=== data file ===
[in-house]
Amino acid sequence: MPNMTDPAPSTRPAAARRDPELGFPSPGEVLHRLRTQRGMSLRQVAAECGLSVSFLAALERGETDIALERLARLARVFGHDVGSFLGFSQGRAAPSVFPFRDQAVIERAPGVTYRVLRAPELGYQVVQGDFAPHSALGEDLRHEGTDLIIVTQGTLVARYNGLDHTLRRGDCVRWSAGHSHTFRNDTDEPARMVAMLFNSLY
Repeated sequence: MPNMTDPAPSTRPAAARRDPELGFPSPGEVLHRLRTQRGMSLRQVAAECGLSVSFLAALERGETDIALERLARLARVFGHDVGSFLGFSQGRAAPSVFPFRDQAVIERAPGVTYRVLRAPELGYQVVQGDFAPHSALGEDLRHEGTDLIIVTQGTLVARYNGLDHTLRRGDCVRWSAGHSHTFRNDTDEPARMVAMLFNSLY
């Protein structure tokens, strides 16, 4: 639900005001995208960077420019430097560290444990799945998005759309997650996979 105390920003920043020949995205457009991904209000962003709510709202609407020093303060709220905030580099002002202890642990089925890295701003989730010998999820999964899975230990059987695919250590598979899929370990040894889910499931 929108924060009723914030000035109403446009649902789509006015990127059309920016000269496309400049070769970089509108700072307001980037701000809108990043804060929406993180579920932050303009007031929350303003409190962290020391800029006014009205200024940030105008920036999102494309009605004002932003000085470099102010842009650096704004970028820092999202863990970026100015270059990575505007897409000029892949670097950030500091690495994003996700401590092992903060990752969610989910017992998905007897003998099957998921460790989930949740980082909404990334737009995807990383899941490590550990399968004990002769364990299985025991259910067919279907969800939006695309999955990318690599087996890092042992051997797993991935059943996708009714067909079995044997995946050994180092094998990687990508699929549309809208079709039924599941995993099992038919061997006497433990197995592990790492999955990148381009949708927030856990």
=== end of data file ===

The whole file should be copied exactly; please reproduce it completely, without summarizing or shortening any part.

[in-house]
Amino acid sequence: MPNMTDPAPSTRPAAARRDPELGFPSPGEVLHRLRTQRGMSLRQVAAECGLSVSFLAALERGETDIALERLARLARVFGHDVGSFLGFSQGRAAPSVFPFRDQAVIERAPGVTYRVLRAPELGYQVVQGDFAPHSALGEDLRHEGTDLIIVTQGTLVARYNGLDHTLRRGDCVRWSAGHSHTFRNDTDEPARMVAMLFNSLY
Repeated sequence: MPNMTDPAPSTRPAAARRDPELGFPSPGEVLHRLRTQRGMSLRQVAAECGLSVSFLAALERGETDIALERLARLARVFGHDVGSFLGFSQGRAAPSVFPFRDQAVIERAPGVTYRVLRAPELGYQVVQGDFAPHSALGEDLRHEGTDLIIVTQGTLVARYNGLDHTLRRGDCVRWSAGHSHTFRNDTDEPARMVAMLFNSLY
């Protein structure tokens, strides 16, 4: 639900005001995208960077420019430097560290444990799945998005759309997650996979 105390920003920043020949995205457009991904209000962003709510709202609407020093303060709220905030580099002002202890642990089925890295701003989730010998999820999964899975230990059987695919250590598979899929370990040894889910499931 929108924060009723914030000035109403446009649902789509006015990127059309920016000269496309400049070769970089509108700072307001980037701000809108990043804060929406993180579920932050303009007031929350303003409190962290020391800029006014009205200024940030105008920036999102494309009605004002932003000085470099102010842009650096704004970028820092999202863990970026100015270059990575505007897409000029892949670097950030500091690495994003996700401590092992903060990752969610989910017992998905007897003998099957998921460790989930949740980082909404990334737009995807990383899941490590550990399968004990002769364990299985025991259910067919279907969800939006695309999955990318690599087996890092042992051997797993991935059943996708009714067909079995044997995946050994180092094998990687990508699929549309809208079709039924599941995993099992038919061997006497433990197995592990790492999955990148381009949708927030856990």